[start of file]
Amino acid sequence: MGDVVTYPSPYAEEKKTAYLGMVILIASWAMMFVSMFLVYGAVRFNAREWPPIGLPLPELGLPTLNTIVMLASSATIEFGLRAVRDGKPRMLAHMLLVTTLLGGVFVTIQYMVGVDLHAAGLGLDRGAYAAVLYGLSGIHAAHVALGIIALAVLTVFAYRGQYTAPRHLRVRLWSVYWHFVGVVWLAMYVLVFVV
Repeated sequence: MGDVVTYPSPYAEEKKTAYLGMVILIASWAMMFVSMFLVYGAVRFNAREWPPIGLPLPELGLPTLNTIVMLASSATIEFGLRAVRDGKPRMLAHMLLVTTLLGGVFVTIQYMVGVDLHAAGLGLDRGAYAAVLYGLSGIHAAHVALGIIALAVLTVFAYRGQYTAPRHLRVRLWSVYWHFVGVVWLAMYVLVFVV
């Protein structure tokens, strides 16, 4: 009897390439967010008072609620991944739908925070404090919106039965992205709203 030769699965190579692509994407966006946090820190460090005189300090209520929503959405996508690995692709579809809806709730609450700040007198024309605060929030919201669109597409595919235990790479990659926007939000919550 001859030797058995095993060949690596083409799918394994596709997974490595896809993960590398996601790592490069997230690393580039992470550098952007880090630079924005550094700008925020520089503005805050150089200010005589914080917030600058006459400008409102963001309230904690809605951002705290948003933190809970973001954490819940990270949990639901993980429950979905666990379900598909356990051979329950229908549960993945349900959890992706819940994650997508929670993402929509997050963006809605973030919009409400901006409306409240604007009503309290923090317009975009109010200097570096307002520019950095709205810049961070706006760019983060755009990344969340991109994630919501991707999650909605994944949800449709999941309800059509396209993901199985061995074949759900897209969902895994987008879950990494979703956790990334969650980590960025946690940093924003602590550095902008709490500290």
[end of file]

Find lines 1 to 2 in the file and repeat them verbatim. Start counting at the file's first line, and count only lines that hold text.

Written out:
Amino acid sequence: MGDVVTYPSPYAEEKKTAYLGMVILIASWAMMFVSMFLVYGAVRFNAREWPPIGLPLPELGLPTLNTIVMLASSATIEFGLRAVRDGKPRMLAHMLLVTTLLGGVFVTIQYMVGVDLHAAGLGLDRGAYAAVLYGLSGIHAAHVALGIIALAVLTVFAYRGQYTAPRHLRVRLWSVYWHFVGVVWLAMYVLVFVV
Repeated sequence: MGDVVTYPSPYAEEKKTAYLGMVILIASWAMMFVSMFLVYGAVRFNAREWPPIGLPLPELGLPTLNTIVMLASSATIEFGLRAVRDGKPRMLAHMLLVTTLLGGVFVTIQYMVGVDLHAAGLGLDRGAYAAVLYGLSGIHAAHVALGIIALAVLTVFAYRGQYTAPRHLRVRLWSVYWHFVGVVWLAMYVLVFVV